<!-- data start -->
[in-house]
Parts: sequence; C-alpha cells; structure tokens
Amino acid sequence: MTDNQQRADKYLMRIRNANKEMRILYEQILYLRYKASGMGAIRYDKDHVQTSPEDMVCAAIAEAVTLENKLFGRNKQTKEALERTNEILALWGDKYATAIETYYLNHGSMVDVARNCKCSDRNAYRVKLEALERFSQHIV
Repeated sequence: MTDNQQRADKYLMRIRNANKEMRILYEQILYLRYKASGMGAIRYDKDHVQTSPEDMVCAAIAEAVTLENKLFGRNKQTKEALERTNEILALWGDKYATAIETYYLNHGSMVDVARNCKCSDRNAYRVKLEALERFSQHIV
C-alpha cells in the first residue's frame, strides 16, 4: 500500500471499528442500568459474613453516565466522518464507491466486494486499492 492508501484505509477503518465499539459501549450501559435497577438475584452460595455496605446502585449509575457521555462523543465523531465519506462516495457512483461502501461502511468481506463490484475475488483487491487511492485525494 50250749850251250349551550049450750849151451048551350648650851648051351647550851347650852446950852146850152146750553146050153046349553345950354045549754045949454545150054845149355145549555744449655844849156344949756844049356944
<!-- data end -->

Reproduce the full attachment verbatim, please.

[in-house]
Parts: sequence; C-alpha cells; structure tokens
Amino acid sequence: MTDNQQRADKYLMRIRNANKEMRILYEQILYLRYKASGMGAIRYDKDHVQTSPEDMVCAAIAEAVTLENKLFGRNKQTKEALERTNEILALWGDKYATAIETYYLNHGSMVDVARNCKCSDRNAYRVKLEALERFSQHIV
Repeated sequence: MTDNQQRADKYLMRIRNANKEMRILYEQILYLRYKASGMGAIRYDKDHVQTSPEDMVCAAIAEAVTLENKLFGRNKQTKEALERTNEILALWGDKYATAIETYYLNHGSMVDVARNCKCSDRNAYRVKLEALERFSQHIV
C-alpha cells in the first residue's frame, strides 16, 4: 500500500471499528442500568459474613453516565466522518464507491466486494486499492 492508501484505509477503518465499539459501549450501559435497577438475584452460595455496605446502585449509575457521555462523543465523531465519506462516495457512483461502501461502511468481506463490484475475488483487491487511492485525494 50250749850251250349551550049450750849151451048551350648650851648051351647550851347650852446950852146850152146750553146050153046349553345950354045549754045949454545150054845149355145549555744449655844849156344949756844049356944